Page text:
Construction contractors have begun widespread adoption cloud-based, mobile collaboration software on devices such as iPads to manage information flow on their projects. Most contractors have reported significant improvements. But its hard to quantify these improvements, and there's lack of agreement on how to maximize the benefits. Over the next few weeks, we'll be discussing the details of some practical, proven methods to ensure successful implementation and optimize ROI of these powerful tools.
Get support from the right people. Any successful implementation of a new technology within a business needs buy-in from both management and the main user base. To get support, put yourself in the shoes of anyone affected by it, and ask yourself: what's in it for me? How does this make the daily life of a site supervisor easier? How can we prove a positive ROI to a company's directors after 2 years? Then, make sure to:
Set goals and track progress. By mapping out each of the the workflows which we want to support and improve using mobility tools, establishing performance baselines and then measuring improvements against them, we're not only tracking the success of the implementation, but can also identifying what's not working, so that we can know what to fix if needed.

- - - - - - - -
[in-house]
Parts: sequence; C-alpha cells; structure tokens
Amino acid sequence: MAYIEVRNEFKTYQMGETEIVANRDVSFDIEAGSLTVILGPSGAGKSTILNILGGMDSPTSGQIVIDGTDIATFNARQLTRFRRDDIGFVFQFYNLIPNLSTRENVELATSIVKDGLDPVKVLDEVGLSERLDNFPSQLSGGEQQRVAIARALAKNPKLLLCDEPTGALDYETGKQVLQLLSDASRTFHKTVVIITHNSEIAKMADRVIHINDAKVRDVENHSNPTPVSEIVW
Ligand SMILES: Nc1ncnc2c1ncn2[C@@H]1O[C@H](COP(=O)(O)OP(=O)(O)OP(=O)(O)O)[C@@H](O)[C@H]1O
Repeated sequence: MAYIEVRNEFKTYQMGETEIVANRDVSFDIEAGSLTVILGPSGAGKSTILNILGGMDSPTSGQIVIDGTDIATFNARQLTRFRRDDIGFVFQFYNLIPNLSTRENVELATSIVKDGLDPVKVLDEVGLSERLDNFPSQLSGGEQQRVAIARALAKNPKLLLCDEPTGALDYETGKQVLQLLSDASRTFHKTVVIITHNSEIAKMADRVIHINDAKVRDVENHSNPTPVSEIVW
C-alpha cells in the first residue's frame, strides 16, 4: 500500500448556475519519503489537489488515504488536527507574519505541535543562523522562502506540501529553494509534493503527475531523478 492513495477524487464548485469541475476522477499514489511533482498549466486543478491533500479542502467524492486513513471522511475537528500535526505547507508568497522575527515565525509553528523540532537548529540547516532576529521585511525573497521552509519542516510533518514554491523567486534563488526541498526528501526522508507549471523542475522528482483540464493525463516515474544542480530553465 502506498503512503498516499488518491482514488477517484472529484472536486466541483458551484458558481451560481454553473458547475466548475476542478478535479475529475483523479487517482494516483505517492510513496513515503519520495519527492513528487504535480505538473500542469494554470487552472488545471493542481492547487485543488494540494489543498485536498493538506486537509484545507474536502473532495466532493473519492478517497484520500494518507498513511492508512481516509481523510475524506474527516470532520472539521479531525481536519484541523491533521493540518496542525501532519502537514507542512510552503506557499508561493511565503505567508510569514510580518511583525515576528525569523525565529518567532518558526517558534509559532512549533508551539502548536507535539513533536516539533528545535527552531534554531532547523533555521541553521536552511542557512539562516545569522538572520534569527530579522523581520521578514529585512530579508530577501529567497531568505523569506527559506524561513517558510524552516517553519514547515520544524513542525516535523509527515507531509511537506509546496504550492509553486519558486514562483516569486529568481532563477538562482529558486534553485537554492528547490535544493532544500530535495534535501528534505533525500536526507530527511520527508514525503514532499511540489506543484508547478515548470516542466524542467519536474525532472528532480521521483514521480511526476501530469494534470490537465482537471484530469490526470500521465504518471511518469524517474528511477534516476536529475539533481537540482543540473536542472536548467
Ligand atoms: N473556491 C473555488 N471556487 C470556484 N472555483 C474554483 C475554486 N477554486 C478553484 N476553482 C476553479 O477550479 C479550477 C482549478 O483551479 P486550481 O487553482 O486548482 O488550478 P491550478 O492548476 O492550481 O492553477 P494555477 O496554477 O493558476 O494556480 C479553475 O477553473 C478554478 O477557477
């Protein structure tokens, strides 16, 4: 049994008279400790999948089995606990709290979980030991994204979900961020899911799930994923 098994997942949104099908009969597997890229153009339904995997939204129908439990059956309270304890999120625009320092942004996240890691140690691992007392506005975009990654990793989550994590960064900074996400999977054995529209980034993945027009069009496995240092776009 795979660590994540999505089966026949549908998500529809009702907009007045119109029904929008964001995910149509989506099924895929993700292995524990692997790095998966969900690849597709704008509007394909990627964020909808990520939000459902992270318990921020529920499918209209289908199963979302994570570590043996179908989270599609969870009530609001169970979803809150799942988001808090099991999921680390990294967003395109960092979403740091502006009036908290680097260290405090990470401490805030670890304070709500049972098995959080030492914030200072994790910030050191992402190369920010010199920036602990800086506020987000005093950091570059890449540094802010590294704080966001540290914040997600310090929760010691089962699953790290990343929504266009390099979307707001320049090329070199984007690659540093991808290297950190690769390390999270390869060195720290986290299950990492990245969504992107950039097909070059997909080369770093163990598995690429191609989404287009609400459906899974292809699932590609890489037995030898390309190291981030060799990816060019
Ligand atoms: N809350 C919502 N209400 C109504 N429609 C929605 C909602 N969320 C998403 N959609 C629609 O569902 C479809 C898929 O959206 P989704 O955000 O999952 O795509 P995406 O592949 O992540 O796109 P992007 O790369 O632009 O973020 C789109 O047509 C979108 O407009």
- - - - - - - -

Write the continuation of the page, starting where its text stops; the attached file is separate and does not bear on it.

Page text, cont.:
View a project as a communication network and involve all relevant members. Sure, a tablet can serve as a camera, map, DJ mixer and Pokemon catcher, but mobile handsets were invented as a means to communicate. Yet general contractors who invest in mobility software tend to focus primarily on documenting site conditions, or on internal communication within the construction supervision and management team. They often to neglect the wider network of 3rd party project members such as designers, client representatives and trade subcontractors,who also need to exchange up to date information on a daily basis. The more members of an project team who can access to the latest info when they need it, the greater the benefit of the tool. And by engaging members of an extended supply chain with cloud based software, we collect valuable datasets that can give us insights into performance that were previously not available.
Don't forget about staffing, training and IT infrastructure. BIM managers reading this will no doubt agree that their daily routines are busy enough. Don't expect a successful implementation if you just add rolling-out enterprise construction mobility software to a BIM manager's already groaning to-do list. To fully capture the potential benefits of this extremely strategic shift in how projects manage information, assemble a knowledgeable, specialized team who understands business needs, project specific requirements, and can support projects in a standardized way. And don't let a lack of hardware, internet connectivity or user training block adoption.
This post was originally published by Michael Moran on Linkedin Pulse, Sept 7, 2016